The head of the RMT union warned on Thursday that passengers face an “indefinite” strike campaign on UK railways unless the government and industry reach a negotiated agreement with workers.
RMT general secretary Mick Lynch wrote to Grant Shapps, the transport secretary, demanding that ministers intervene to end the long-running dispute over wages, employment practices and job security, in which only about a fifth of train services ran in Britain on Thursday.
The walkouts by RMT and TSSA members were the latest in a wave of industrial action that has hit the transport network this summer, as unions push for significant wage increases to help members cope with skyrocketing inflation, though negotiations have stalled.
Lynch accused the government of prolonging the dispute for political reasons and warned that “the dispute will drag on indefinitely” as private train operating companies were protected from loss of income on strike days.
The government took financial control of the railways in 2020, when the pandemic caused a sharp drop in passenger revenue, and has put the companies on new tightly controlled contracts, whereby they are paid to operate services.
“Your government has made the decision to use taxpayer money to bail out private railway companies from being responsible for lost revenue due to industrial action on the condition that the same companies comply with government instructions to keep railways low. wages, eliminate thousands of safety-critical rail jobs. Lynch wrote.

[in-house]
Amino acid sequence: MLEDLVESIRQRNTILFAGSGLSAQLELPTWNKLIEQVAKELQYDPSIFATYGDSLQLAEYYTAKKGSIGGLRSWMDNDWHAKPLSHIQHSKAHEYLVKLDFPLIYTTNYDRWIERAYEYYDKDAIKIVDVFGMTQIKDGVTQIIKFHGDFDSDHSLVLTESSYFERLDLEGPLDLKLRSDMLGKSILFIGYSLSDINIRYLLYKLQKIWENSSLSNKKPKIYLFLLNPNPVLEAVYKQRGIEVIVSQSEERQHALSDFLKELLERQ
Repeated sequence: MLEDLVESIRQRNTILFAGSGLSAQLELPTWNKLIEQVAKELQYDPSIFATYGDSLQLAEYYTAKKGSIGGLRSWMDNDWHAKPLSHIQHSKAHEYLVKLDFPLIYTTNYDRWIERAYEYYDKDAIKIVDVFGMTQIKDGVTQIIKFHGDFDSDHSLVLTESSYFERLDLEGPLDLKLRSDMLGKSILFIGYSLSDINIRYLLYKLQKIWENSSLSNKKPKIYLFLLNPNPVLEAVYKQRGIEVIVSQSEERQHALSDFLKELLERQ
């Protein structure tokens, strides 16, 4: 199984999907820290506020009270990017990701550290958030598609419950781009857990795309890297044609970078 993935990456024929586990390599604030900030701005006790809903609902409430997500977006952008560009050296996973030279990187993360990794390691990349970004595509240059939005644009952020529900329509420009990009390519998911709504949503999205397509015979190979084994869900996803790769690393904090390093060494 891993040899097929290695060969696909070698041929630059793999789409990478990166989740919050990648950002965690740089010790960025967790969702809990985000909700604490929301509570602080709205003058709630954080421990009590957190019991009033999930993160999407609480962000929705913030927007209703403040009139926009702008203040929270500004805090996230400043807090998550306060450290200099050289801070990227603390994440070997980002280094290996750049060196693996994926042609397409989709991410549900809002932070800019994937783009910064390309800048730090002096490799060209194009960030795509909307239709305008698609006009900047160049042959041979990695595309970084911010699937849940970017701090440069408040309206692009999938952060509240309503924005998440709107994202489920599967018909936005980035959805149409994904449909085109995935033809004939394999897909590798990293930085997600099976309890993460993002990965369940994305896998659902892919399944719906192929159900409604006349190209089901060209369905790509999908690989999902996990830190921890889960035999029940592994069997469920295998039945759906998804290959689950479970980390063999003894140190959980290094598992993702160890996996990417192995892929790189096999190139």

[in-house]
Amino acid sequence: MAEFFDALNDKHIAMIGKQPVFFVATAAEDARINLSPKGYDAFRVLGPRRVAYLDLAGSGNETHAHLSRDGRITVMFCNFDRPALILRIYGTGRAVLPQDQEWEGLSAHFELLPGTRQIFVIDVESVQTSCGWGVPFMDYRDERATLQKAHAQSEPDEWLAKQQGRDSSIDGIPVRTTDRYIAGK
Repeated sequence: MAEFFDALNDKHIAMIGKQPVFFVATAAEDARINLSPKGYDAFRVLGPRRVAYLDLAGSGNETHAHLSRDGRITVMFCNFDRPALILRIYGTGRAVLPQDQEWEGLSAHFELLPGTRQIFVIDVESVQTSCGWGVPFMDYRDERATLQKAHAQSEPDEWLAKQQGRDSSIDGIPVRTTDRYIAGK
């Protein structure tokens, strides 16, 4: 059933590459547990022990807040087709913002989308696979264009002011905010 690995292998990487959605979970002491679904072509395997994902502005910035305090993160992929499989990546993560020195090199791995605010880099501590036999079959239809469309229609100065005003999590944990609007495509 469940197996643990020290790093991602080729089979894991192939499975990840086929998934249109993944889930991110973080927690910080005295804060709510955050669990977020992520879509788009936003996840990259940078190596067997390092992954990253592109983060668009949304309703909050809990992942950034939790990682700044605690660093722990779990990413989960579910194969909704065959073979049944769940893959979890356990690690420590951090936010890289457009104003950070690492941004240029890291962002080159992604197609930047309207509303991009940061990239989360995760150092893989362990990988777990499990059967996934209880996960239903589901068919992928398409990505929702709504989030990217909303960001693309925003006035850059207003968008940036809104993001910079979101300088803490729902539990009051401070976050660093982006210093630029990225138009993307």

In response, the Transportation Department said unions should “get off the picket lines and come back to the bargaining table” to help end the strikes.
“Everything these strikes are doing is hurting the people the unions claim to represent, many of whom will again be out of money and forced to miss a day of work,” he added.
Thursday’s strikes marked the start of three days of industrial action across the public transport network.
RMT members will close swathes of London’s Tube and Overground networks on Friday when they strike for the fifth time this year in a separate pay and pension dispute with Transport for London, which operates the bus, train and tube network in the city. capital.
More than 1,600 London bus drivers are also walking out on Friday and Saturday in a pay dispute between the Unite union and bus operator London United, a subsidiary of France’s RATP.
RMT members on the rail network will stage a second 24-hour strike on Saturday.
Network Rail, which owns and operates the UK’s rail infrastructure, has offered both RMT staff and non-management staff at TSSA an 8 per cent pay rise for two years, subject to modernized working practices.
Some managers and supervisors within the TSSA this month agreed to a separate agreement for a 4 percent salary increase for one year.
Network Rail has said the average striking RMT member has so far lost more than £2,000 from the strikes and has called on RMT leaders to give members a vote on the proposed pay deal.
“We have put a very good deal on the table. . . but the RMT has refused to put that to a referendum,” Andrew Haines, chief executive of Network Rail, told the BBC on Thursday.